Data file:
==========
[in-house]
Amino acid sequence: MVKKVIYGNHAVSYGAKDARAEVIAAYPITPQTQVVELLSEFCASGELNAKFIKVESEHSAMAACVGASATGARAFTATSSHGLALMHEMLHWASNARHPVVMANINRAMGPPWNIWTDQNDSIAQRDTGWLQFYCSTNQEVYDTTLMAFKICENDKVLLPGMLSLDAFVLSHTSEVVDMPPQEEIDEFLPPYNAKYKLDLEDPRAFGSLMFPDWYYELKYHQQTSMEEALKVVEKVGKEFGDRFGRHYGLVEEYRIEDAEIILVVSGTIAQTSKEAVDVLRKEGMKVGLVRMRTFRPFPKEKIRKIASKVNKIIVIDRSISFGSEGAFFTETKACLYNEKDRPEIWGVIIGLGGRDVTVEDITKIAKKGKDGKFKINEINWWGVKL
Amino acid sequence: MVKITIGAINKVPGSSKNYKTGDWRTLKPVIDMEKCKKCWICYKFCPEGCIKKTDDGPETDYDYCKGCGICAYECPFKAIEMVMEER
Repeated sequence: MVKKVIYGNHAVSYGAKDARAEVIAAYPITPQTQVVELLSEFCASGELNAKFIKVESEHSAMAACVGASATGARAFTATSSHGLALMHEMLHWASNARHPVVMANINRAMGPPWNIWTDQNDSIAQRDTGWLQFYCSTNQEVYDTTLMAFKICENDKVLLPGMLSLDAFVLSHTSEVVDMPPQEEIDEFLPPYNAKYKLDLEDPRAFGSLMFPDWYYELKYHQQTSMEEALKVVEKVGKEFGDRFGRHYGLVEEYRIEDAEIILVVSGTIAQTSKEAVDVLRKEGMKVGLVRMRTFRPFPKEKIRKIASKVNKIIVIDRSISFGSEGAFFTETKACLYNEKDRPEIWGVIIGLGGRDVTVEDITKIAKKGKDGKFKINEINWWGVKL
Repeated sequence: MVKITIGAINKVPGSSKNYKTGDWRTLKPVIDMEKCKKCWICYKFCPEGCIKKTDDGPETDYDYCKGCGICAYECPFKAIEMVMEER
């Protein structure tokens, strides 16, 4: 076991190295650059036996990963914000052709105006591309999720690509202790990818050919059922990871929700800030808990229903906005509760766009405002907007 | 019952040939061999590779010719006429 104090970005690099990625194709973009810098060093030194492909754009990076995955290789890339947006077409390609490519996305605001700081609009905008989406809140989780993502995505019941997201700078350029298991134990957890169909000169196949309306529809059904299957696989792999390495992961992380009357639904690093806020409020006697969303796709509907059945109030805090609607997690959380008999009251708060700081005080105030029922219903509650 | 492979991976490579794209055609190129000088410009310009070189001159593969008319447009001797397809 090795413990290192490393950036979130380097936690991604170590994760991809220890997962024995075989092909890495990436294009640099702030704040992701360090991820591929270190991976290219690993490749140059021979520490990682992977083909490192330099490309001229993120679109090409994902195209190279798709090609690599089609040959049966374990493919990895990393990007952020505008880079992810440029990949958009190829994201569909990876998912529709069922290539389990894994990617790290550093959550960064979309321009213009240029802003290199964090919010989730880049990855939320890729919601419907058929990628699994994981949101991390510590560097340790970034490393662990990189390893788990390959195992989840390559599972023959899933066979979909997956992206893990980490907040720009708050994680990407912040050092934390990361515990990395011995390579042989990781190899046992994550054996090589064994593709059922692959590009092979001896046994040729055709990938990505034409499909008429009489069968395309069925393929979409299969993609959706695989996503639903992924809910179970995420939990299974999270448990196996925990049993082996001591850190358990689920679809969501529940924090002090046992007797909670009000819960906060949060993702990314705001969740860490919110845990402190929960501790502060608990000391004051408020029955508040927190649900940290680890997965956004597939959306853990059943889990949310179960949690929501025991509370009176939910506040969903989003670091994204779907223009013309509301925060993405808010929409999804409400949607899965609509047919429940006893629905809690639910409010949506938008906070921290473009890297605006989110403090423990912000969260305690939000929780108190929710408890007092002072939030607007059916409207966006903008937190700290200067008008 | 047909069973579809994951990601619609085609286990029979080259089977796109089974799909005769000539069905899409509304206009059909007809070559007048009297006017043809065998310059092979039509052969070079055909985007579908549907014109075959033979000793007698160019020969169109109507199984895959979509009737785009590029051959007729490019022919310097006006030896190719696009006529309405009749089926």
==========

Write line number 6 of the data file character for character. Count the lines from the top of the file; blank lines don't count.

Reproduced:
């Protein structure tokens, strides 16, 4: 076991190295650059036996990963914000052709105006591309999720690509202790990818050919059922990871929700800030808990229903906005509760766009405002907007 | 019952040939061999590779010719006429 104090970005690099990625194709973009810098060093030194492909754009990076995955290789890339947006077409390609490519996305605001700081609009905008989406809140989780993502995505019941997201700078350029298991134990957890169909000169196949309306529809059904299957696989792999390495992961992380009357639904690093806020409020006697969303796709509907059945109030805090609607997690959380008999009251708060700081005080105030029922219903509650 | 492979991976490579794209055609190129000088410009310009070189001159593969008319447009001797397809 090795413990290192490393950036979130380097936690991604170590994760991809220890997962024995075989092909890495990436294009640099702030704040992701360090991820591929270190991976290219690993490749140059021979520490990682992977083909490192330099490309001229993120679109090409994902195209190279798709090609690599089609040959049966374990493919990895990393990007952020505008880079992810440029990949958009190829994201569909990876998912529709069922290539389990894994990617790290550093959550960064979309321009213009240029802003290199964090919010989730880049990855939320890729919601419907058929990628699994994981949101991390510590560097340790970034490393662990990189390893788990390959195992989840390559599972023959899933066979979909997956992206893990980490907040720009708050994680990407912040050092934390990361515990990395011995390579042989990781190899046992994550054996090589064994593709059922692959590009092979001896046994040729055709990938990505034409499909008429009489069968395309069925393929979409299969993609959706695989996503639903992924809910179970995420939990299974999270448990196996925990049993082996001591850190358990689920679809969501529940924090002090046992007797909670009000819960906060949060993702990314705001969740860490919110845990402190929960501790502060608990000391004051408020029955508040927190649900940290680890997965956004597939959306853990059943889990949310179960949690929501025991509370009176939910506040969903989003670091994204779907223009013309509301925060993405808010929409999804409400949607899965609509047919429940006893629905809690639910409010949506938008906070921290473009890297605006989110403090423990912000969260305690939000929780108190929710408890007092002072939030607007059916409207966006903008937190700290200067008008 | 047909069973579809994951990601619609085609286990029979080259089977796109089974799909005769000539069905899409509304206009059909007809070559007048009297006017043809065998310059092979039509052969070079055909985007579908549907014109075959033979000793007698160019020969169109109507199984895959979509009737785009590029051959007729490019022919310097006006030896190719696009006529309405009749089926």